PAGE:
Sexuality education

This morning while we were in town a friend who happens to have a disability came to give me a hug, then went to hug the man (Dude's trainer) standing next to me, whom she hadn't met before. I asked her to remember what sort greetings are OK to use when we don't know a person, and she shook his hand instead.
Afterwards the guy said to me, "It's just a hug, it's no big deal", to which I responded with "Would you hug someone you were meeting for the first time?". He said that HE wouldn't, but SHE is 'special' and it's not like a hug means anything to her. We continued to have a conversation about people with a disability and sexuality, during which he admitted he doesn't see these people as sexual beings and couldn't understand why I do sexuality education programs when "they don't have sex anyway".

Just to be clear, by 'sexuality' I don't mean the act of having sex. Sexuality is who we are, not what we do and sexuality education is not just about sex - It's about relationships, emotions, how to express ourselves, public and private body parts, public and private acts and places, good touch and bad touch, self protection and so many other things.
If nothing else, surely sexuality education in the form of self protection is important. I understand that not everyone is willing to see all people as sexual beings, and that's OK. What I don't understand is why we can't acknowledge that EVERYONE has a right to knowledge and education, and most importantly, to be safe. This is currently not the case. In fact, here are some vary scary stats:
  • People with a disability are 3 times more likely to be physically assaulted.
  • People with a disability are 10 times more likely to be sexually assaulted.
  • Almost one third of perpetrators are service providers (people working as carers, teachers, staff in respite centres etc).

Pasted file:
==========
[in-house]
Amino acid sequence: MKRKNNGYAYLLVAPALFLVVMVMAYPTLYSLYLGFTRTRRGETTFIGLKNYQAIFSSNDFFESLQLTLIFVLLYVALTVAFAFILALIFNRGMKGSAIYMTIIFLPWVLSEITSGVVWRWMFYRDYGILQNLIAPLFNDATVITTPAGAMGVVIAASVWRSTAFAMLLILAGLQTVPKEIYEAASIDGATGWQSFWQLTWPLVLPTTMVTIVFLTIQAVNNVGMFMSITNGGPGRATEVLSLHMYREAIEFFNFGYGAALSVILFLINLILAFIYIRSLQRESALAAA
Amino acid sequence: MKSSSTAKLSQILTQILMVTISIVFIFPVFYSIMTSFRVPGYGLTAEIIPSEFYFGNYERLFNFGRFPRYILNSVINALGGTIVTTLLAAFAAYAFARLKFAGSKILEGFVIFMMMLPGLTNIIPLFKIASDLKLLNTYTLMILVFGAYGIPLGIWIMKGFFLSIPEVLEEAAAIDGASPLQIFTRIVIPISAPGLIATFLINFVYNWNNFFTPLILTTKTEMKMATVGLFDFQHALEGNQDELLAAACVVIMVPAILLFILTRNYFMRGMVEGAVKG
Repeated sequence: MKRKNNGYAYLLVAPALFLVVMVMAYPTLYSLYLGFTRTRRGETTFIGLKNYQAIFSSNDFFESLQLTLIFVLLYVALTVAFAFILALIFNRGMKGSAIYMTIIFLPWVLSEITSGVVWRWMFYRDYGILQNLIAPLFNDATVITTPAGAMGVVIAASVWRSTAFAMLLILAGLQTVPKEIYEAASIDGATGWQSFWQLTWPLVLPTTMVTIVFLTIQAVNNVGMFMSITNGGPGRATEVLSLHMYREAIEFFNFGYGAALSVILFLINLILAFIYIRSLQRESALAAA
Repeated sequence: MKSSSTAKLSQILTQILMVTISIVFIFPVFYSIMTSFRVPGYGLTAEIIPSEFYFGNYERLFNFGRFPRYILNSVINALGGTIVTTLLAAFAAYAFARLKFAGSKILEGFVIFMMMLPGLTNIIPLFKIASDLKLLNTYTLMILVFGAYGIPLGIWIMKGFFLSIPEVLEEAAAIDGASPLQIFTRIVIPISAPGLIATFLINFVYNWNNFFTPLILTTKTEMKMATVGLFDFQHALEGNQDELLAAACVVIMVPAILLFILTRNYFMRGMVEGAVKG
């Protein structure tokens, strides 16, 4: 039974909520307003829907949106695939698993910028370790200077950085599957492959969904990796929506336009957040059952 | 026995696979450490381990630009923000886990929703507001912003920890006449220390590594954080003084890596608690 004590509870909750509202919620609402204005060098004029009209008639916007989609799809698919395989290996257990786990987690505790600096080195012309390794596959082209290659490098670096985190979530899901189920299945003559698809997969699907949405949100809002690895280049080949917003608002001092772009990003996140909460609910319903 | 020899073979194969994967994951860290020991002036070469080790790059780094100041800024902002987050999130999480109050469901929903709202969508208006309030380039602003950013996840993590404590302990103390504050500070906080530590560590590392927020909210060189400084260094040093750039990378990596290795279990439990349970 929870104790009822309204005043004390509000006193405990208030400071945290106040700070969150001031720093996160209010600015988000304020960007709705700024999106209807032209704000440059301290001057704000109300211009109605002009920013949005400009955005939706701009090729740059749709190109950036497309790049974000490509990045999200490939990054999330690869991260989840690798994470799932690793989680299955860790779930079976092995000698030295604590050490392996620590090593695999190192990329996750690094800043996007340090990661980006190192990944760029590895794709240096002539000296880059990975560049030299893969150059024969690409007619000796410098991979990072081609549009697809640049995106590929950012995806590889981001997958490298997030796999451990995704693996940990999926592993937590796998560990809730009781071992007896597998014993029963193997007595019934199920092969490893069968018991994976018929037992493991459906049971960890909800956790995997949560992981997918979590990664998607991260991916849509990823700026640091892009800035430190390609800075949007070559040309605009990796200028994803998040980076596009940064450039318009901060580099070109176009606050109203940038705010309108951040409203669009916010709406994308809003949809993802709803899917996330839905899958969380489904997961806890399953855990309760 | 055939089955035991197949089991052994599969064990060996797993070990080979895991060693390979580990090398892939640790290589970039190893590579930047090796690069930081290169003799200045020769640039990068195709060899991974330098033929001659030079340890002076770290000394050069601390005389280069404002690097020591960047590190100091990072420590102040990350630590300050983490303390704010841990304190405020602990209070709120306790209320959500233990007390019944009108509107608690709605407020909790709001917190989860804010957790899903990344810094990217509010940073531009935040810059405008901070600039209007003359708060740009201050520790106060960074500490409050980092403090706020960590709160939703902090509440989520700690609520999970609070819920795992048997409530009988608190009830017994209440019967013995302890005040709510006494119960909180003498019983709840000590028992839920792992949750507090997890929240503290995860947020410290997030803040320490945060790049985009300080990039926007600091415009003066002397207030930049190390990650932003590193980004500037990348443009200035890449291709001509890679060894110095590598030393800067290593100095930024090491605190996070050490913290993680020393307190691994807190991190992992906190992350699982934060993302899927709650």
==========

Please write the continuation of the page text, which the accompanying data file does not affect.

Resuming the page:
• Up to 83% of women with a disability will be sexually assaulted. That's more than 8 in 10.
  • It is likely there are more cases of abuse that have not been reported.
How can we pretend there isn't a need for education (if nothing else) with these kind of statistics?


jeanie said...

So true, A. In a way, it is even more important - as it is very important for our children to learn "appropriateness" so that they can be the sort of adults to pass on this knowledge through society.

Lin said...

To be honest, I probably wouldn't have thought anything wrong with a person with a disability hugging me on our first introduction. But now I will!

I do understand that people with a disability can also have sexual feelings and that that is a topic that should not be shunned when you work with these young people. I had no knowledge of that statistic though which is absolutely appaling.

Megan at imaginif said...

Terrific post and I will link to it at some stage soon.

cerebralmum said...

I was just about to say exactly the same thing as Megan. I see she got in before me.

This really is a great post, with an important message. Sexual education is very important for everyone, and all the more so for those with disabilities which can make them more vulnerable.

A said...

This is another one of those issues that needs aware and gutsy people like yourselves to be proactive by spreading the word and teaching by example.